Hello World in 684 logic elements!

You may have noticed the new “ZPU” section on the header of this site. The ZPU is a very useful little processor, and I think it’s under-appreciated because of a lack of documentation and design examples – so I’m trying to redress the balance a bit with my ZPUDemos repository.

So far I have a very simple Hello World project, which on an Altera DE1 board takes up a tiny 684 logic elements, including RS232 transmission. The ROM is also pretty tiny, bearing in mind it’s written in C, at under 2kb.

The repo also now contains Dhrystone benchmark projects, which use the ZPUFlex variant both with and without the optional hardware instructions, turning in about 1.7 DMIPS for the barebones configuration, and 5.1 DMIPS for the version with optional hardware instructions enabled.

More demos will follow in due course.

The next generation of Retro fans?

My nieces visited today – and spent a very happy hour playing two of my old favourite games – Pang and Lotus II. Both games went down extremely well with the girls despite being released about 10 years before they were born! While I still find a lot of fun in classic games, it’s encouraging to see that they’re enjoyable even to the iPad generation.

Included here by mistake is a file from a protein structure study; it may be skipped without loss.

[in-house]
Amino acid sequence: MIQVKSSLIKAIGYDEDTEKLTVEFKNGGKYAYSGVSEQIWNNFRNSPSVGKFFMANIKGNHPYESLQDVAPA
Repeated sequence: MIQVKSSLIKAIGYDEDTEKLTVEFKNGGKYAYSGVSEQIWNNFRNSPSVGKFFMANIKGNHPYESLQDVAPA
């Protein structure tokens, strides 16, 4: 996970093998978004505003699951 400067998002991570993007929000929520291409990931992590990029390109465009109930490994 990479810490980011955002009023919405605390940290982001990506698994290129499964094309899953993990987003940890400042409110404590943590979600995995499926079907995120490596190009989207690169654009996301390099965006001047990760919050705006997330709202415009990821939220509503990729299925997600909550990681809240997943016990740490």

I was rather amused, however, that they were playing such ancient games on brand new, 2013 hardware: For Pang we used Majsta’s prototype Vampire 500 board, while we ran Lotus II on one of Till Harbaum’s prototype MIST boards!

Learn something new every day…

So while I’m experimenting with FPGA boards I generally upload a design into them at runtime via a USB-Blaster JTAG cable, and only rarely do I store a design permanently in a board’s configuration device.

Some of the boards I use have two separate connectors for the USB Blaster – one for direct programming of the FPGA and the other for Active Serial programming of an EPCS series flash device.  Others have an onboard microcontroller which handle configuration – and then there’s the Vampire 500 board.  This has a single JTAG connector and an EPCS4 configuration device, but no immediately obvious means of programming the EPCS4. Continue reading